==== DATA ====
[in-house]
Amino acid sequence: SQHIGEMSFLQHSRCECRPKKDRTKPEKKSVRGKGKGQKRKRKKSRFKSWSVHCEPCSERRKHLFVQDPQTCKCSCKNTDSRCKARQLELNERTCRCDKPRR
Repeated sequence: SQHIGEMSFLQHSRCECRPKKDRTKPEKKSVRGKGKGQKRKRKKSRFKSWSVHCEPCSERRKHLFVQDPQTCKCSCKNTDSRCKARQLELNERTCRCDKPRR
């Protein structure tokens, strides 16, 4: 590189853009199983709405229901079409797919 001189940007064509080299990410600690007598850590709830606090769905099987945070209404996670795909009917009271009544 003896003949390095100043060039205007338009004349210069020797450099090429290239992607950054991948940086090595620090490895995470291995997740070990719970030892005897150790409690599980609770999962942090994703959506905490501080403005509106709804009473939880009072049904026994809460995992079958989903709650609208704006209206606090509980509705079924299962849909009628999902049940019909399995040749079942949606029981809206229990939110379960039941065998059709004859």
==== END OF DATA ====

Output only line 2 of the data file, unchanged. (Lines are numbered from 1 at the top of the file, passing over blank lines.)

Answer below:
Amino acid sequence: SQHIGEMSFLQHSRCECRPKKDRTKPEKKSVRGKGKGQKRKRKKSRFKSWSVHCEPCSERRKHLFVQDPQTCKCSCKNTDSRCKARQLELNERTCRCDKPRR